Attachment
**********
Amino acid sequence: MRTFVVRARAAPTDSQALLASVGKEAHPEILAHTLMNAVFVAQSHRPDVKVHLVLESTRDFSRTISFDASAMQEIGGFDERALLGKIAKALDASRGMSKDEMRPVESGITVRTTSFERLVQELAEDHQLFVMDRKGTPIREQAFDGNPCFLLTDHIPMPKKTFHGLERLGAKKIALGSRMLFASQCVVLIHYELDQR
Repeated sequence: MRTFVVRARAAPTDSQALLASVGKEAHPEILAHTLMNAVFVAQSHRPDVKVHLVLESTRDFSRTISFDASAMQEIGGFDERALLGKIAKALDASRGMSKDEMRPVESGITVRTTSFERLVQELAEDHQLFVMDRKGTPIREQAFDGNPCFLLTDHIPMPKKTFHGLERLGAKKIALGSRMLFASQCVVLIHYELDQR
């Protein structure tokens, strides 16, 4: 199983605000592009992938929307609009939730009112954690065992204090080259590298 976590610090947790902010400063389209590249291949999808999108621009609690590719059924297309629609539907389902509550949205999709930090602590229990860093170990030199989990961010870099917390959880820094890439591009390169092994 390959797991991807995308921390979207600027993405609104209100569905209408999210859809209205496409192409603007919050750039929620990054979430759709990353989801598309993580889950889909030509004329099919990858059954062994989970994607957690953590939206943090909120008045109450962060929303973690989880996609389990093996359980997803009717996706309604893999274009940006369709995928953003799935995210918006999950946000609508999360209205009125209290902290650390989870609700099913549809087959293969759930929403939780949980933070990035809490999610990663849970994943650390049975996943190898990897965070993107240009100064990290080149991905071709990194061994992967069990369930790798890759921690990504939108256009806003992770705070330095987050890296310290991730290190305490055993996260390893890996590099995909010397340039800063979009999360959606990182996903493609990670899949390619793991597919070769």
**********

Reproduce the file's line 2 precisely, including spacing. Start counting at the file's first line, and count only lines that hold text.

Repeated sequence: MRTFVVRARAAPTDSQALLASVGKEAHPEILAHTLMNAVFVAQSHRPDVKVHLVLESTRDFSRTISFDASAMQEIGGFDERALLGKIAKALDASRGMSKDEMRPVESGITVRTTSFERLVQELAEDHQLFVMDRKGTPIREQAFDGNPCFLLTDHIPMPKKTFHGLERLGAKKIALGSRMLFASQCVVLIHYELDQR